Two years ago I spent an afternoon talking football with Rob Gronkowski. In the bowels of Gillette Stadium, we occupied an undecorated office about the size of a big house’s pantry. Gronk had come in after a training camp practice. He wore a royal blue muscle shirt and matching shorts, and before we got started he placed a quick call telling whoever was on the other line that the plumber would “be at the house in an hour.” Then he put away his phone, sat at an empty table across from me, both feet squarely on the ground, and shared everything he could think to share about playing tight end. It was marvelous.
He went into immaculate detail about running routes, reading defenses and catching passes, but what I also remember was how equally enthused he was when explaining blocking. “I love blocking,” he said. “It is crucial to the game of football. It’s always about keeping your feet moving and your hands inside.” He proceeded to cite lessons from different coaches from over his career.
Down the stretch this 2018 season, NFL fans, though over-reacting to a perceived decline in Gronkowski’s receiving prowess, gushed over how the ninth-year veteran was compensating with dominant blocks in the running game. But no one close to Gronkowski was surprised.
That level of blocking from Gronk “has been going on for a long time,” Patriots offensive line coach Dante Scarnecchia said on Wednesday. “It’s really hard to find guys that play that position that can be the type of in-line blockers that you like. There are guys who are really great receivers, guys who are very skilled with the athletic movements and stuff like that, but they really aren’t very good blockers. Rob—and [No. 2 tight end] Dwayne Allen—are guys who do have in-line power and complement the things that we like to do in the run game. With them, we are not a team that just runs between the tackles, we can also get [outside], those guys can help us get to the edge.”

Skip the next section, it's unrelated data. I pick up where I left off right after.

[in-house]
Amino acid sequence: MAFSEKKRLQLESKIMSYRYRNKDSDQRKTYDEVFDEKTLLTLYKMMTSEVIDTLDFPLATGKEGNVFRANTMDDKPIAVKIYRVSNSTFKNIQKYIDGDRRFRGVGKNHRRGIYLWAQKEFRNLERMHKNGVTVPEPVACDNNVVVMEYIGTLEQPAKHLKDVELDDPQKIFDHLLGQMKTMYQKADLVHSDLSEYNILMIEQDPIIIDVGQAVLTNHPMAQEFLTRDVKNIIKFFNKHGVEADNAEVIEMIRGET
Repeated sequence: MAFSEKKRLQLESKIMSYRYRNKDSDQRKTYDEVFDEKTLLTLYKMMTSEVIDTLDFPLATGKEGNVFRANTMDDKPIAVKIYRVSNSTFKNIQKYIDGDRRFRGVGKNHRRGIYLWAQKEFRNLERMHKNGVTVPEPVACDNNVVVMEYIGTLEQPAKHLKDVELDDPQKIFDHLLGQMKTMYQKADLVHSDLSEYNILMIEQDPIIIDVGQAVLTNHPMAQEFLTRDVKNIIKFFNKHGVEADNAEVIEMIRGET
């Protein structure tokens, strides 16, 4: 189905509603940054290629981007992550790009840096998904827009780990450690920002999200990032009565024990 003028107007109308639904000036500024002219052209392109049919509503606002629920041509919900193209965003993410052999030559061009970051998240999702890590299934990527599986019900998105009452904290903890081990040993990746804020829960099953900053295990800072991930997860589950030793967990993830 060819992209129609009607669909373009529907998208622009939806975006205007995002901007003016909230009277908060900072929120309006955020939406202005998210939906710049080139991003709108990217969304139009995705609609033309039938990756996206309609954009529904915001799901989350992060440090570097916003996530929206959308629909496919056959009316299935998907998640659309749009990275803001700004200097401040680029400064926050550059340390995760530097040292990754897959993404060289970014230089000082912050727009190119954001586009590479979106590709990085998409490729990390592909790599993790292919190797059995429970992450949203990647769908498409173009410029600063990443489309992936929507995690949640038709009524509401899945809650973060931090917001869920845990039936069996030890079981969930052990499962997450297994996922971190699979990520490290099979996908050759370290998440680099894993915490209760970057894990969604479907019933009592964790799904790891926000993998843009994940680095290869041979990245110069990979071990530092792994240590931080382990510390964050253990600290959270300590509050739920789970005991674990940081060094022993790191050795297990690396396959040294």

A balanced ground game has been huge in New England’s late season surge, letting the Patriots control the tempo of contests while keeping their good-but-not-great defense off the field, sheltered from high-flying offenses like the Chargers’ and Chiefs’. Improved interior O-line play has factored, as has the dominant lead-blocking of fullback James Develin and mature running of rookie Sony Michel. But the tipping point has been Gronkowski.
As Tom Brady explained on Wednesday, “It's impressive to be 270 pounds, to play basically every play and win every matchup in the run game against 300-pound defensive ends, or [quicker] 240-pound defensive ends… [Gronk] is a physical freak.”
Days after our visit in that dinky Gillette Stadium office, an AFC offensive coordinator told me he thought Gronkowski was as good a blocker as most NFL right tackles. Except right tackles can’t block all over the formation like Gronk. One of New England’s staple plays is the “wham” run, where a guard essentially lets a defensive tackle into the backfield only for that defensive tackle to be earholed by a tight end who’s screaming down the line of scrimmage. It’s a tactic offenses love against aggressive gap-shooting defensive tackles… like say an Aaron Donald or an Ndamukong Suh.
“You just throw your body in there,” Allen says. “I mean, when you’re dealing with guys that weigh 330 pounds, you can’t get too technical with them. You’re just trying to get your force going at them before their force gets going the other way.” Even with the favorable angle and the momentum you have from moving before delivering a blow, it’s a tough matchup for a tight end. But the offense can reap significant reward.
“What that play does,” says Scarnecchia, “is it helps cut the defense. Whoever you’re whamming, you’re hoping to isolate that half of the defense.” In other words, if the Patriots let Donald into the backfield but smash his left earhole with Gronk, it can create a quick running lane that cuts off almost all defenders to Donald’s right.
“I like blocking on the move,” Gronkowski told me in our conversation two years ago. “It’s the same mechanics as regular blocking”—which Gronk likens to pushing a stalled car, where your hands are up and your legs are always churning—“only you come in with momentum.”
Scarnecchia stresses that “wham” is a basic play that every team runs and that New England has deployed for multiple decades. It’s a play less contingent on design and more on sound execution.
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“Toughness is mandatory,” Scarnecchia says. “If a guy’s not very tough, he’s gonna go out as fast as he came in. Not everyone can do that. Not everyone wants to do it. We’ve had guys that have done it who you wouldn’t think could do it. We’ve had guys like that so it’s something that we do.”
No traditional stat can capture a tight end’s blocking, which is why that tough work will never help someone like Gronk earn a Super Bowl MVP award. But if the Patriots best the Rams on Sunday, you can bet Gronkowski’s blocking will have been a significant factor.
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